Why Do We Bother With Cover Letters?

Nancy Anderson
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Writing cover letters can be a tiring process during an extensive job search. All of the information the hiring manager needs to know is in your resume, right? Not exactly. Selling your skills and convincing a hiring manager that you are the perfect candidate takes more than a good resume. Here are just a few reasons why a cover letter is such an important tool for job seekers.

Your resume contains a lot of important information, but it doesn't tell hiring managers anything about your personality. Personality is an important consideration when determining if a candidate is the right fit for a particular organization. A good cover letter can show a hiring manager that you are friendly and outgoing, or the way you write can indicate that you are more of an introvert and prefer to work on individual projects.

If you learned about the job opening via a personal referral, your cover letter is the perfect place to mention the referral's name and job title. Mentioning the person who referred you doesn't guarantee you an interview, but it might help you move forward in the job process. This is especially important if you expect the hiring manager to receive a high volume of applications for the position that interests you.

Writing a customized cover letter shows hiring managers you are truly interested in the job. It doesn't take much effort to attach your resume to a blank email, but it takes time and energy to craft a compelling cover letter that makes someone want to interview you. If you take the time to write a great cover letter, the hiring manager might infer that you are the type of person who takes commitments seriously.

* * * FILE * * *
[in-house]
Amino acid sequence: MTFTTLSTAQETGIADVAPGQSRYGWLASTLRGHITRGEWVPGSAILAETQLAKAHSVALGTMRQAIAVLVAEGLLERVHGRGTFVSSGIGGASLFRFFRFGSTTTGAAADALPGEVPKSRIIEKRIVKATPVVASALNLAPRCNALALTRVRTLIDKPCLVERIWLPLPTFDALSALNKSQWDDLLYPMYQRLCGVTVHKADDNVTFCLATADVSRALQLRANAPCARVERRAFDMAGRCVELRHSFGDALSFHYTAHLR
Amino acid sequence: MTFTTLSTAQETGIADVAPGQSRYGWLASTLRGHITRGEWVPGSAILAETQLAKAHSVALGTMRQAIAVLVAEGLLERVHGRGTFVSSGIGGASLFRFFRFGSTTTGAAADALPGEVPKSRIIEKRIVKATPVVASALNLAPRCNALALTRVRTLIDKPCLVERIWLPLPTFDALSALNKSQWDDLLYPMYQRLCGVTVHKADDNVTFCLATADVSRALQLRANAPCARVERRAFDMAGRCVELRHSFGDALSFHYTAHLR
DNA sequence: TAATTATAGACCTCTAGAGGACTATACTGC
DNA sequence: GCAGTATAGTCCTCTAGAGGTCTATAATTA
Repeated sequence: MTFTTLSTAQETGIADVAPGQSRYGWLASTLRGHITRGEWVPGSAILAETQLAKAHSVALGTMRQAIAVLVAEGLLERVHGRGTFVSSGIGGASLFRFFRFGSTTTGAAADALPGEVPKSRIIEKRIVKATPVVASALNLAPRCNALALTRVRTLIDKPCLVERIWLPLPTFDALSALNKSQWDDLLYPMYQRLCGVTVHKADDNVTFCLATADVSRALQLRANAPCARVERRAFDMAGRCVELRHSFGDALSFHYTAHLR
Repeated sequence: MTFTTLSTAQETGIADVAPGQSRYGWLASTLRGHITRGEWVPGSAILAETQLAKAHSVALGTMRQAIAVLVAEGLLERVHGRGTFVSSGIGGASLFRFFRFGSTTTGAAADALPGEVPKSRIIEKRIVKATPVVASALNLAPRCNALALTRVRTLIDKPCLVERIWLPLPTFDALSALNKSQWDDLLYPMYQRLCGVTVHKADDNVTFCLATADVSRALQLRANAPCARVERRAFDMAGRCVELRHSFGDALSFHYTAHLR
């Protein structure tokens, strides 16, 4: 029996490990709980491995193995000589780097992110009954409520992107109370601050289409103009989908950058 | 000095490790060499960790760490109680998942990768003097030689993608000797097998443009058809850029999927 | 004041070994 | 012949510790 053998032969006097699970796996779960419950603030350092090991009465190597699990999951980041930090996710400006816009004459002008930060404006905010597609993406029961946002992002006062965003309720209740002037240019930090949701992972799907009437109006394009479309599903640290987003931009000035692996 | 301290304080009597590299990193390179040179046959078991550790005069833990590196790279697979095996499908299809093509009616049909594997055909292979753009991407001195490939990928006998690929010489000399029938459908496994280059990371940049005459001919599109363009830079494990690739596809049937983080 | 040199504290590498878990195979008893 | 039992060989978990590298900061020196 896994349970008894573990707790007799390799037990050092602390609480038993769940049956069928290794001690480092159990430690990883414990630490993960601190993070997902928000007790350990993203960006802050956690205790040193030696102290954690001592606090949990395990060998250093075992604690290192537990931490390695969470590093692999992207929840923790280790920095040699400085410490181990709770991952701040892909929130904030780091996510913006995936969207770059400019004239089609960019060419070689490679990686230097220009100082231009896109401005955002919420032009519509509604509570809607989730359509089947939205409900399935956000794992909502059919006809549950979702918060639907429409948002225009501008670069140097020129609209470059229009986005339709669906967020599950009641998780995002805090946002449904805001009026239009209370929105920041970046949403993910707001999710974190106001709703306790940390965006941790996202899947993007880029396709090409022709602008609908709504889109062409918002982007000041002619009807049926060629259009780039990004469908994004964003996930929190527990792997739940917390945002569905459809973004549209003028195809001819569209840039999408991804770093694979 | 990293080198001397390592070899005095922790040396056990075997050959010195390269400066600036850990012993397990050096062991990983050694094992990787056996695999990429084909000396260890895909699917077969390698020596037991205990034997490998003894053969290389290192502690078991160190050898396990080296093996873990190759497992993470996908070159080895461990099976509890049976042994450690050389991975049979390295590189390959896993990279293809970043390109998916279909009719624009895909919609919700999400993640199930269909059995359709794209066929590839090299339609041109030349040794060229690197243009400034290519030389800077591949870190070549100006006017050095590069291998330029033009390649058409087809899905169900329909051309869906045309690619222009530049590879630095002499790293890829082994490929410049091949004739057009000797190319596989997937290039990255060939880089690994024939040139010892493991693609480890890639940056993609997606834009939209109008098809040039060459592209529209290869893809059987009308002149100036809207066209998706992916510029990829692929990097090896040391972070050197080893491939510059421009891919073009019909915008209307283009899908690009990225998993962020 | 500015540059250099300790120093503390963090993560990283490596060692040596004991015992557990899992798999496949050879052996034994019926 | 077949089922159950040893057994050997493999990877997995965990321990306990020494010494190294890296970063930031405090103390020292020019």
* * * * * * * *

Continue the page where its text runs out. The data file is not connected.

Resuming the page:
Another benefit of submitting a targeted cover letter is that it gives you an opportunity to demonstrate your knowledge of the company or the industry in general. Hiring managers want to know that the people they hire are ready to hit the ground running, so to speak. If you demonstrate some basic knowledge of the company's products or policies in your cover letter, it is easier to convince the hiring manager to interview you. If you decide to include this type of information, research the company thoroughly. You don't want to damage your reputation by submitting a cover letter that contains errors or false assumptions.

Finally, some employers use cover letters to assess the writing skills of each applicant. This is really important if you are looking for a job that requires a lot of writing. If you submit a strong cover letter without any errors, you're likely to have a better shot at the job than someone who submits a rambling letter that contains several typos or grammar issues.

Writing a customized cover letter is a good way to make your job search more effective. Not only does it let employers know you are serious about getting the job; it also gives you the opportunity to emphasize some of the skills mentioned in the job ad. If you submit a cover letter, be sure it shows off your personality and demonstrates why you make a great candidate for the position.

Photo courtesy of Stuart Miles at FreeDigitalPhotos.net



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